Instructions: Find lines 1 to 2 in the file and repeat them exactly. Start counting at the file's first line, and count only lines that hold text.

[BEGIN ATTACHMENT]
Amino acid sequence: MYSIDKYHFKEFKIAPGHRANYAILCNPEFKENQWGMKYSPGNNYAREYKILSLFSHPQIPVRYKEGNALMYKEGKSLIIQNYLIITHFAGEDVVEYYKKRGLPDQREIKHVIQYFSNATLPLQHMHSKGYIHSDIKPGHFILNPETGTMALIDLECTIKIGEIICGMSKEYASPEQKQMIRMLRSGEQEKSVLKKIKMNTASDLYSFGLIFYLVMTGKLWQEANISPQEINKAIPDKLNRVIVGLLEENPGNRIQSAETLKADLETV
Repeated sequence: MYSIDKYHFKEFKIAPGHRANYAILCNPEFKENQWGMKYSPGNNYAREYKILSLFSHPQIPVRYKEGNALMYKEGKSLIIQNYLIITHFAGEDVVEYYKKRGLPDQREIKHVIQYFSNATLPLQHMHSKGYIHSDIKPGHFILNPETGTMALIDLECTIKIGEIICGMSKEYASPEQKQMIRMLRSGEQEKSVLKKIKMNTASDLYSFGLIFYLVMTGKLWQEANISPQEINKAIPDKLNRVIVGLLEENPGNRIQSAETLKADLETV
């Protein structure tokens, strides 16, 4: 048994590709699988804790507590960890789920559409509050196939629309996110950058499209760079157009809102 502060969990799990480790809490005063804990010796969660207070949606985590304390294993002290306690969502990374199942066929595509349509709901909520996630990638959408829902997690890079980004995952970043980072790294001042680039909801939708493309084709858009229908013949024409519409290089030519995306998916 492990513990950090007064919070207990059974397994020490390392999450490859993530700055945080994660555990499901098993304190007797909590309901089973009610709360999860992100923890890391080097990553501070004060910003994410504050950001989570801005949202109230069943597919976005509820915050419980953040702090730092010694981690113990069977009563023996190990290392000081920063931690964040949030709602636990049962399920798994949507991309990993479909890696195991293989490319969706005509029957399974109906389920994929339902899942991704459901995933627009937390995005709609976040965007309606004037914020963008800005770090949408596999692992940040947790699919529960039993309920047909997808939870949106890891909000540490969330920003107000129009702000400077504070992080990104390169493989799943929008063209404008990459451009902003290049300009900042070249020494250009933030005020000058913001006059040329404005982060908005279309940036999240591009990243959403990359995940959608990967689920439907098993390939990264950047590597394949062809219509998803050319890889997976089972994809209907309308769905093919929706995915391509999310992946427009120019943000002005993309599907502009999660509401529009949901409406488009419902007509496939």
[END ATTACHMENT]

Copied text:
Amino acid sequence: MYSIDKYHFKEFKIAPGHRANYAILCNPEFKENQWGMKYSPGNNYAREYKILSLFSHPQIPVRYKEGNALMYKEGKSLIIQNYLIITHFAGEDVVEYYKKRGLPDQREIKHVIQYFSNATLPLQHMHSKGYIHSDIKPGHFILNPETGTMALIDLECTIKIGEIICGMSKEYASPEQKQMIRMLRSGEQEKSVLKKIKMNTASDLYSFGLIFYLVMTGKLWQEANISPQEINKAIPDKLNRVIVGLLEENPGNRIQSAETLKADLETV
Repeated sequence: MYSIDKYHFKEFKIAPGHRANYAILCNPEFKENQWGMKYSPGNNYAREYKILSLFSHPQIPVRYKEGNALMYKEGKSLIIQNYLIITHFAGEDVVEYYKKRGLPDQREIKHVIQYFSNATLPLQHMHSKGYIHSDIKPGHFILNPETGTMALIDLECTIKIGEIICGMSKEYASPEQKQMIRMLRSGEQEKSVLKKIKMNTASDLYSFGLIFYLVMTGKLWQEANISPQEINKAIPDKLNRVIVGLLEENPGNRIQSAETLKADLETV